Sexuality in a pregnant relationship is totally the other side of the coin from being in love. This stuff is really important to talk about because many people who are newly pregnant are also newly in love. Sometimes they are already at a very evolved and mature relationship, but often it’s the beginning and a romantic sense of one another predominates. They’re making love all the time and exploring sexuality together and relating powerfully to one another this way. For some newer relationships, it’s the opposite, maybe they’re newly discovering each other and they’re shy and they’re not showing their bodies entirely yet. Either way, pregnancy will change the way sexuality is experienced for both partners.
Couples benefit from being prepared for the ebbs and flows in their pregnancy, and the shyness that the mother might start to feel with her changing body. I recently spoke with a couple entering this phase. They fell quickly in love, then suddenly she’s pregnant, and her body is changing very, very quickly. Almost immediately, she’s very shy even though their sexual connection is amazing, but now she wants the lights off, for instance. It’s very hard in our culture to not feel fat, but instead to embrace the curves and softness, so I’m trying to help her see the beauty of the softness and the changes of the body in this super ultra-feminine state that it is.
Often the partner is totally into the newness of her pregnant body, but women can actually project on themselves that it’s not beautiful. Don’t get me wrong, many women also feel quite sexy, even in their first trimester of ups and downs physically. In the second trimester, the body feels more feminine: breasts plump and a little round belly pops out. So, it’s an important place to be curious about rather then shy away from: going from being really in love and really confident in the relationship because the sex is good, to accepting the physical and emotional changes that have come. Those are often big shocks to a relationship and this is where intimacy really potentially begins.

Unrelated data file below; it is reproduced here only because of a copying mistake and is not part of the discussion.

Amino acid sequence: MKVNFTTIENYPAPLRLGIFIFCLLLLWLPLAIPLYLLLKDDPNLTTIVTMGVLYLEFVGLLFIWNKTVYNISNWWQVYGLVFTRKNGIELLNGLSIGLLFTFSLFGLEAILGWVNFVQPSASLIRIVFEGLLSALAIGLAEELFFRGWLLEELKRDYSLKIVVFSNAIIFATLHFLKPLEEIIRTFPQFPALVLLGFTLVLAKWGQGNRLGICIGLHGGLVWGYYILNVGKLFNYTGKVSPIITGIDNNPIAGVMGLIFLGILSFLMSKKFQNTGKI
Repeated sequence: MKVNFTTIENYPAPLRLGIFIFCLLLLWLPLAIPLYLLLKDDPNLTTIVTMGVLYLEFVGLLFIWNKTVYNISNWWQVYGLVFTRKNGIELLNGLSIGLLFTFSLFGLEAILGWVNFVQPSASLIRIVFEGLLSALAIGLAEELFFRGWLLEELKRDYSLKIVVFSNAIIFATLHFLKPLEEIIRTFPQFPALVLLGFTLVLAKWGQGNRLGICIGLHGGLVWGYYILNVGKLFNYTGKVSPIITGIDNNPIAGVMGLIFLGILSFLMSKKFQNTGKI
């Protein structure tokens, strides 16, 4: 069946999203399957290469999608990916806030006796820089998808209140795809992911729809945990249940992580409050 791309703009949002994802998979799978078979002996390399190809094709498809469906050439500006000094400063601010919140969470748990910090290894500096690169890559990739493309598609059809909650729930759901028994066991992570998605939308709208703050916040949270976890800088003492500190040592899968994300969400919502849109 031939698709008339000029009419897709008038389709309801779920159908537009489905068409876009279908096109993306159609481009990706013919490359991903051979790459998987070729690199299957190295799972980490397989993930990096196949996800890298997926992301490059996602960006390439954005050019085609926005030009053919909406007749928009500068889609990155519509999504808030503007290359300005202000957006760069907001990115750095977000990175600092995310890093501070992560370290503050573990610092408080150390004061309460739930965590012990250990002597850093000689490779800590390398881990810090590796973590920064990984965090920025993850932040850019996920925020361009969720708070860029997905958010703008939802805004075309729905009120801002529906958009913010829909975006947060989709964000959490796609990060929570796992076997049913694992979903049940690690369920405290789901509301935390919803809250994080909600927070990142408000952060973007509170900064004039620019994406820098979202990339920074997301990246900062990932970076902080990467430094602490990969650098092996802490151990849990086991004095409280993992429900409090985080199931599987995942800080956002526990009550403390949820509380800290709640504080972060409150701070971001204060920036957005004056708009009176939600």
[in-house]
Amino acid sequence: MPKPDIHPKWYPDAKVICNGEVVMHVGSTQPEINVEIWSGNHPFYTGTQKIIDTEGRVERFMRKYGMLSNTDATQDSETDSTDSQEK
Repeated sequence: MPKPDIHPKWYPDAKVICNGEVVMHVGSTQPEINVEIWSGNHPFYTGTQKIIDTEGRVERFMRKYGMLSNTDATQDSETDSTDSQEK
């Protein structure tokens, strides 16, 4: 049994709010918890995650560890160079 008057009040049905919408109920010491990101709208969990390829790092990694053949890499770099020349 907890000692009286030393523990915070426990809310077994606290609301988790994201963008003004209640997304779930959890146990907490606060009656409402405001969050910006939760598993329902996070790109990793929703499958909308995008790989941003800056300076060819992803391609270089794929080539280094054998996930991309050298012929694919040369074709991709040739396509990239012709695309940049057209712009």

I feel that one of the most important things I do for couples is prepare them for this surprise, because they can so easily feel estranged from one another if they aren’t warned. Suddenly, the pregnant woman’s like, “My god, I’m crying all the time!” or “I feel really insecure.” or “I don’t even know who I am anymore, and I don’t even want to look in the mirror, and does he still think I’m beautiful; am I sexy??”
The Murky Time
Up until 16 weeks, you don’t really look pregnant, you just look softer and a little pudgy, and no one really knows what to say to you because they’re not sure that you’re pregnant. That first trimester is the most sexually and emotionally challenging period for most couples. After about 20 weeks, things can really improve sexually, because you get over the physiological hurdle of the first trimester. There are no certainties, but normally the first trimester’s emotional and physical symptoms last until about 12 - 18 weeks. Women can feel pretty funky until then.
Emotionally, a woman becomes much more internal. She slows way down due to the pregnancy hormones, she may be nauseas, and exhausted. All she can really think about is the reality that she is pregnant. She’s seeing her life changing, she’s becoming more vulnerable and more dependent on her partner, instead of this rich sexual experience they may have connected through previously. Her body image is changing and it can really rapidly change.